Can I deposit my tax refund into my HSA?
Indeed you can. You'll need to provide the routing and account numbers of your HSA. Want to deposit all of your tax refund into your HSA account? If so, you can add your info to the direct deposit line on your 1040 tax form.

You have the option of divvying up your tax refund so it gets direct deposited into up to three different accounts. So if you want to deposit part of your tax refund into your HSA and the rest into other savings accounts, you can certainly do so. You can opt for this when using tax filing software.

Not only does it make it easy for you to make additional contributions to your HSA, but refunds that get direct deposit typically are received quicker than if you opted for a check in the mail. Remember: the IRS has set the contribution limits for 2021 are $3,600 for individuals, and $7,200 for families. If you're keen on contributing the max, giving a boost to your HSA fund earlier in the year means you won't have to be as aggressive in your contributions down the line.

Getting your head around HSA-related matters and filing 2020 income taxes will help you understand how your HSA impacts your tax returns. You'll be able to best prepare for tax season, make the most of your refund, and strategize financially for 2021.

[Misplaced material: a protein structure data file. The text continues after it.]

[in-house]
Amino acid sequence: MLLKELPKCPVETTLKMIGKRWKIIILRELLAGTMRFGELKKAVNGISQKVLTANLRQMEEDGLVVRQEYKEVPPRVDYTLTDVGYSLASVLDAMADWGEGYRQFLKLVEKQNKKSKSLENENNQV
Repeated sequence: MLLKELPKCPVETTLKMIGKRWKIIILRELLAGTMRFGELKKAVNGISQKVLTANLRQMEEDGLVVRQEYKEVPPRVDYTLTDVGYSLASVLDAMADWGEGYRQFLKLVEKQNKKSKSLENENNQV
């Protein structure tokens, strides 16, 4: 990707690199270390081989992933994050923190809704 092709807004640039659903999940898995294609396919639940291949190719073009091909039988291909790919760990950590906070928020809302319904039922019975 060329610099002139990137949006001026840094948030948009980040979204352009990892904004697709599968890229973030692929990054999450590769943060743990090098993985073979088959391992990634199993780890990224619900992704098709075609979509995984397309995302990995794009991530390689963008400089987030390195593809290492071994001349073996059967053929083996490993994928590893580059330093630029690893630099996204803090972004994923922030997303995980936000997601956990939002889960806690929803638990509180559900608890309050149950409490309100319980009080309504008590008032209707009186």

Thanks for visiting the HSAstore.com Learning Center. For the latest info about your health and financial wellness, be sure to follow us on Facebook and Twitter.


Jackie Lam

Jackie Lam is a personal finance writer and is based in Los Angeles. Her work has appeared in Business Insider, Salon, Mental Floss, and GOOD. She is a candidate for the ACFPE® financial coaching certification.

Jackie is passionate about helping artists, freelancers, and gig economy workers with their finances. She has in-depth experience writing about budgeting, investing, frugality, money, and relationships, and loves finding interesting stories that revolve around money.